• Sign in to Neowin Faster!

    Create an account on Neowin to contribute and support the site.

UWP struggling to excite developers

Recommended Posts

+JR1966    622

I am increasingly concerned for the future of the UWP platform. We all know of many developers that have abandoned UWP for Web Apps. Now one of India's largest developers has killed the UWP FlipKart in favor of the Web Wrapper. I found this on the Windows Latest site reported by Mayank Parmar.

 

So, where do we find ourselves as MS supporters? Does UWP survive after the demise of WM? Are Web Apps the future and what does that mean for MS?

Share this post


Link to post
Share on other sites
LostCat    1,144
1 minute ago, JR1966 said:

Does UWP survive after the demise of WM? 

I probably can't list everything that's been going on for better or worse but there's no sign of UWP development slowing down.

 

The non mobile offerings have improved every year so you'll just have to wait and watch.

  • Like 2

Share this post


Link to post
Share on other sites
+BudMan    3,197

Wouldn't this sort of question be better suited in the software section or windows 10 even?  Not sure how it pertains to internet or network or security unless you had a specific question about security settings or networking with the platform.

  • Like 1

Share this post


Link to post
Share on other sites
Jim K    10,799

//moved

 

I find myself only using the Netflix UWP ... everything else I use are just standard programs/websites. Just a personal preference...but The Store and the apps really don't interest me.

  • Like 1

Share this post


Link to post
Share on other sites
Steve121178    773

Its corporate policy for most Enterprises to block the Windows Store so it won't get much Enterprise traction.  

  • Like 2

Share this post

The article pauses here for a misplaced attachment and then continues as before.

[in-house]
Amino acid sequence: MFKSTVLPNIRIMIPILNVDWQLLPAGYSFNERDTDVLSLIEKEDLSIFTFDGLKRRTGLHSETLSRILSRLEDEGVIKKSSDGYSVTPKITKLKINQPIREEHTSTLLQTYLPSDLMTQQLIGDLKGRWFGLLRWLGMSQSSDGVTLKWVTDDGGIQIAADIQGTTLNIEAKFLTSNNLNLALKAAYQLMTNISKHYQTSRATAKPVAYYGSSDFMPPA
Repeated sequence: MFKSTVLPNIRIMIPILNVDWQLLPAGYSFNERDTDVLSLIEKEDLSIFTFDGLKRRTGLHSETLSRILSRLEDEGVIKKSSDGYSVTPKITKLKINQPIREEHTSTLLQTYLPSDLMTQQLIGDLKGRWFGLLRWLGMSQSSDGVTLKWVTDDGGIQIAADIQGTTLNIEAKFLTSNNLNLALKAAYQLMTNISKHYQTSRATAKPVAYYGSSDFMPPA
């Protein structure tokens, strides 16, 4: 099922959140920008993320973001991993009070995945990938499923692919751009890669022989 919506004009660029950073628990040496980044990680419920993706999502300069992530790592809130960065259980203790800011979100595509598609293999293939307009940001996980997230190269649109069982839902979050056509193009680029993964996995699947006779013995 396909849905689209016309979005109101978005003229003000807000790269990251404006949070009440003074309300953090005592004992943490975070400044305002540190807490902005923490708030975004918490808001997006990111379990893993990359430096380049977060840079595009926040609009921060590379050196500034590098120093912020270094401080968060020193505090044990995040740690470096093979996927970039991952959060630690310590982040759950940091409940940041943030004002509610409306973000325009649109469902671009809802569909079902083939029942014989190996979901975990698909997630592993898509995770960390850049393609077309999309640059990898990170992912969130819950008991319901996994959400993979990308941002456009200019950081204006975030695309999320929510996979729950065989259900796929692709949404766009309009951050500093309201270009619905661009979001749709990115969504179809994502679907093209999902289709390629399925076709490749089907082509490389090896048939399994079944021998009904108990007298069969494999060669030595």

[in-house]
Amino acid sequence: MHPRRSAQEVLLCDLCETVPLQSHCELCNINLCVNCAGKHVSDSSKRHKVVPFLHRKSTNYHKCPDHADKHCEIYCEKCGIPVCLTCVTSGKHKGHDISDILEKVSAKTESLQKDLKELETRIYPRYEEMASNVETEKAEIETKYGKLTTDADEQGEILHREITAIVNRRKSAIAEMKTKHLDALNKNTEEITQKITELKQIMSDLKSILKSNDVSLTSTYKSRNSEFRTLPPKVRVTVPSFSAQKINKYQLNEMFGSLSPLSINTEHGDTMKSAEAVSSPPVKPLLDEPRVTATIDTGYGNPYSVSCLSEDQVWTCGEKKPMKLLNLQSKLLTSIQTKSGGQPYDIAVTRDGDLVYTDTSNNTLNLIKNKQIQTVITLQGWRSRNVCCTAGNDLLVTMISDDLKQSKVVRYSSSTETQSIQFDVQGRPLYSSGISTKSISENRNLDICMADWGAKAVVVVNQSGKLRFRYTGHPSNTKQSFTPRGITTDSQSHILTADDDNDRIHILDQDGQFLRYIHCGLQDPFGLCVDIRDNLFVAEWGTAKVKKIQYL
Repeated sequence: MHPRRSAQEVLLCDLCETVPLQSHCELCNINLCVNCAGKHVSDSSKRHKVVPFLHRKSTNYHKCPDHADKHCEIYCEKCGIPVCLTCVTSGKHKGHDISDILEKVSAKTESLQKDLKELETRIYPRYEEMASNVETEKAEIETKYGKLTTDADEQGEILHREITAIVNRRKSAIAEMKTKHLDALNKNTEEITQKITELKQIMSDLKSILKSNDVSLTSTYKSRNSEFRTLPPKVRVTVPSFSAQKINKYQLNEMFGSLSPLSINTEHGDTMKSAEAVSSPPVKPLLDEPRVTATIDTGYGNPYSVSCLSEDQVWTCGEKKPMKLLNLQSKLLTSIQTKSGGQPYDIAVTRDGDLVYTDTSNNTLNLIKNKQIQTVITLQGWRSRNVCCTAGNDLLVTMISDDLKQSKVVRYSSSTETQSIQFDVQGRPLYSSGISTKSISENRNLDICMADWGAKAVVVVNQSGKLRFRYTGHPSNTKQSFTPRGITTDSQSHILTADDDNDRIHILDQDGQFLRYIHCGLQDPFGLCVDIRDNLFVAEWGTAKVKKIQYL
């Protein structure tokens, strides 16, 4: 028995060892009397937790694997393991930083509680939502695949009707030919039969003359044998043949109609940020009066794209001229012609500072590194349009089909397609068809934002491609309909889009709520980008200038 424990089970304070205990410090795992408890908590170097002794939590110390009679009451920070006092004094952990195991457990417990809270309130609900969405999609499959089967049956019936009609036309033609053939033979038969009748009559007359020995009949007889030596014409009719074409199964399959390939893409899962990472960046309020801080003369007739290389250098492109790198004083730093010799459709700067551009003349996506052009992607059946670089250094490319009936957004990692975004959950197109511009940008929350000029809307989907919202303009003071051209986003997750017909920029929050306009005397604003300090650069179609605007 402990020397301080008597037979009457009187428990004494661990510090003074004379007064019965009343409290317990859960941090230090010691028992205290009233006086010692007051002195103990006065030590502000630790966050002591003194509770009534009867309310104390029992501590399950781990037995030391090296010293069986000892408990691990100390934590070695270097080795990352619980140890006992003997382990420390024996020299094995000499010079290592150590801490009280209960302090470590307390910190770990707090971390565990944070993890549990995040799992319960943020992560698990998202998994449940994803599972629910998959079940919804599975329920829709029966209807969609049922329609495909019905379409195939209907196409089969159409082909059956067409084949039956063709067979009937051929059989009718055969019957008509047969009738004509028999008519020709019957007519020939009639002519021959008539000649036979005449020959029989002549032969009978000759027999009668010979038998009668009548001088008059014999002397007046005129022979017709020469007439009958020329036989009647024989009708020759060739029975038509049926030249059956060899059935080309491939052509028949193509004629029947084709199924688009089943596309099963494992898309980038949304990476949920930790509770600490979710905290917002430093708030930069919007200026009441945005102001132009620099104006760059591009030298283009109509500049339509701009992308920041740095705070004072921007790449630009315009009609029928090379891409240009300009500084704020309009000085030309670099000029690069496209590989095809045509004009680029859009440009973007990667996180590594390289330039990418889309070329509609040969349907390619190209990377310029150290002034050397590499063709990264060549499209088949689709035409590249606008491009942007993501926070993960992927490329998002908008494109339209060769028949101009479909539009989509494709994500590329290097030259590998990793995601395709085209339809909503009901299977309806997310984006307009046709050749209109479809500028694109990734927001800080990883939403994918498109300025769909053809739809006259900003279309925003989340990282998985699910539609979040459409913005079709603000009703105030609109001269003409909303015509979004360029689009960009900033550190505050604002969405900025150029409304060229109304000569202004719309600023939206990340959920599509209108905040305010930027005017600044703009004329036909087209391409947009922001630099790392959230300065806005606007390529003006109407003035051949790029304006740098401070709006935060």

Link to post
Share on other sites
+Sledge    276

Until UWP supports building for iOS \ Droid (aka Xamarin but without the pain) it's useless as a platform to entice developers.

 

 

Share this post


Link to post
Share on other sites
LostCat    1,144
7 hours ago, Sledge said:

Until UWP supports building for iOS \ Droid (aka Xamarin but without the pain) it's useless as a platform to entice developers.

That's kind of like saying Apple or Google should port their entire OS platform to Windows.  Uhh...ok?  Not going to happen?

Share this post


Link to post
Share on other sites
Mando    5,115
5 minutes ago, dwLostCat said:

That's kind of like saying Apple or Google should port their entire OS platform to Windows.  Uhh...ok?  Not going to happen?

Never say never wiith MS, who woulda thought we would see Ms apps on iOS and Droid? Pretty decent ones at that too.

7 hours ago, Jim K said:

//moved

 

I find myself only using the Netflix UWP ... everything else I use are just standard programs/websites. Just a personal preference...but The Store and the apps really don't interest me.

Does the uwp app do HD yet? havnt touched in eons.

  • Like 1

Share this post


Link to post
Share on other sites
Jim K    10,799
8 minutes ago, Mando said:

Never say never wiith MS, who woulda thought we would see Ms apps on iOS and Droid? Pretty decent ones at that too.

Does the uwp app do HD yet? havnt touched in eons.

Yes...and it (or Edge) are one of the requirements for UltraHD on Windows 10.

  • Like 2

Share this post


Link to post
Share on other sites
Mando    5,115
5 minutes ago, Jim K said:

Yes...and it (or Edge) are one of the requirements for UltraHD on Windows 10.

Cool :) may give it another lookie, cheers matey.

Share this post


Link to post
Share on other sites
LostCat    1,144
10 minutes ago, Mando said:

Never say never wiith MS, who woulda thought we would see Ms apps on iOS and Droid? Pretty decent ones at that too.

Some apps is quite a stretch to their entire app platform.  Something like .NET Core which offer none of the display and audio and so on IIRC would make the UWP stack nearly useless.

 

It's not that far from saying they should support building win32 apps for Droid or iOS.  Umm...kay.

  • Like 1

Share this post


Link to post
Share on other sites
Jim K    10,799
Just now, Mando said:

Cool :) may give it another lookie, cheers matey.

Should also be noted, I believe, that browsers (other than IE/Edge) are also limited to 720p.  So...you need to use IE/Edge/App for 1080p...iirc.

  • Like 1
  • Thanks 2

Share this post


Link to post
Share on other sites
Circaflex    3,424
46 minutes ago, Jim K said:

Should also be noted, I believe, that browsers (other than IE/Edge) are also limited to 720p.  So...you need to use IE/Edge/App for 1080p...iirc.

I'm not going to lie. I didn't believe this at first, I figured you had made a mistake, but I went to the Netflix requirements webpage and sure enough, IE/Edge/App only for 1080 on Windows.